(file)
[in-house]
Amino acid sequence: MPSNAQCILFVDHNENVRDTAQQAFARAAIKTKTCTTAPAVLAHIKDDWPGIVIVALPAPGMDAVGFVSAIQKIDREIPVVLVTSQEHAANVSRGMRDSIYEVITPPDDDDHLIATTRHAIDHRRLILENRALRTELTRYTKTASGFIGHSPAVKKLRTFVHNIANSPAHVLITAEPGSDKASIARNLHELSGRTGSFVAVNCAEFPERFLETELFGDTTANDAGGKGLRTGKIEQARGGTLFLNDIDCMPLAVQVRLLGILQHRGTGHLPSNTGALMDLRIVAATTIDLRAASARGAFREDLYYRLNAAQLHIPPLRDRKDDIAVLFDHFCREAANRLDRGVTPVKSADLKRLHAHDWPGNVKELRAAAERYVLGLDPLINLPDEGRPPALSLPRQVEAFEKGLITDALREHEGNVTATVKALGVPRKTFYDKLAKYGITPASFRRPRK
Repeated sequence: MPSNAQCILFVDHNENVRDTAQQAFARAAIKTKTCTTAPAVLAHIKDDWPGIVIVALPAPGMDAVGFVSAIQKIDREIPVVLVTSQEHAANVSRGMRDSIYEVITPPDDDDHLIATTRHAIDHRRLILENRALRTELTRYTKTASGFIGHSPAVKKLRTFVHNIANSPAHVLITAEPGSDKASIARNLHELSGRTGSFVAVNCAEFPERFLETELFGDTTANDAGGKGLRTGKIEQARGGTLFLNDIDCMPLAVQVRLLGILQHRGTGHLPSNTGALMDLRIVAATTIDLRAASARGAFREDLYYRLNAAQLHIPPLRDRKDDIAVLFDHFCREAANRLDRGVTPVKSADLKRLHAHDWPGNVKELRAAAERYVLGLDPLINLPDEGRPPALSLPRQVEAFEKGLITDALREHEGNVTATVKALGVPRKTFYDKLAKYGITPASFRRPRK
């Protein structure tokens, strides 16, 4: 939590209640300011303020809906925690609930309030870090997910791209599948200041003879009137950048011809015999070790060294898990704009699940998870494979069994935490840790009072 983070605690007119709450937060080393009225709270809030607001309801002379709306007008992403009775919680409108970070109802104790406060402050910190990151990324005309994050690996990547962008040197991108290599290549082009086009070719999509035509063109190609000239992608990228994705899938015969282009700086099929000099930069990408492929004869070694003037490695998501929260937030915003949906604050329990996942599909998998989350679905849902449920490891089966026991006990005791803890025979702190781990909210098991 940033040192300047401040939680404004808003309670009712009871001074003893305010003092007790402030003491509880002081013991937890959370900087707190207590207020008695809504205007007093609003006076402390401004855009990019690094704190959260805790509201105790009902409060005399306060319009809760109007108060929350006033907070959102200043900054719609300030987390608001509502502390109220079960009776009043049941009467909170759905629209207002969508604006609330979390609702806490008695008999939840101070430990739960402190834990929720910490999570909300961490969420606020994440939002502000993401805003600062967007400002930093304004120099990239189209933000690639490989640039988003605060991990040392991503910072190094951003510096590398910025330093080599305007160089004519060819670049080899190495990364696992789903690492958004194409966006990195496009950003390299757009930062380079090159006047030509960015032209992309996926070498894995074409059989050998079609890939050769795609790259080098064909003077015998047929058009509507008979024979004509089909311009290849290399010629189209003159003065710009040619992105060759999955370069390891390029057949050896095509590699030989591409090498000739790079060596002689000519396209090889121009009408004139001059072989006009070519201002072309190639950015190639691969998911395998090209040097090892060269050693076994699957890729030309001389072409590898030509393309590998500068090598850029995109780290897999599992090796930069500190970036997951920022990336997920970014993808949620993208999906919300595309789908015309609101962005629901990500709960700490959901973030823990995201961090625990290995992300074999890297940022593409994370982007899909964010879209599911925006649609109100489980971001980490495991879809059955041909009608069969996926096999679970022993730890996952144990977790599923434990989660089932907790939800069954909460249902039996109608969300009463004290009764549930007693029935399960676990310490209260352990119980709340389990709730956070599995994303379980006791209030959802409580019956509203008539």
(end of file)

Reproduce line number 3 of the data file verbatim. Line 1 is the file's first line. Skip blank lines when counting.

Repeated sequence: MPSNAQCILFVDHNENVRDTAQQAFARAAIKTKTCTTAPAVLAHIKDDWPGIVIVALPAPGMDAVGFVSAIQKIDREIPVVLVTSQEHAANVSRGMRDSIYEVITPPDDDDHLIATTRHAIDHRRLILENRALRTELTRYTKTASGFIGHSPAVKKLRTFVHNIANSPAHVLITAEPGSDKASIARNLHELSGRTGSFVAVNCAEFPERFLETELFGDTTANDAGGKGLRTGKIEQARGGTLFLNDIDCMPLAVQVRLLGILQHRGTGHLPSNTGALMDLRIVAATTIDLRAASARGAFREDLYYRLNAAQLHIPPLRDRKDDIAVLFDHFCREAANRLDRGVTPVKSADLKRLHAHDWPGNVKELRAAAERYVLGLDPLINLPDEGRPPALSLPRQVEAFEKGLITDALREHEGNVTATVKALGVPRKTFYDKLAKYGITPASFRRPRK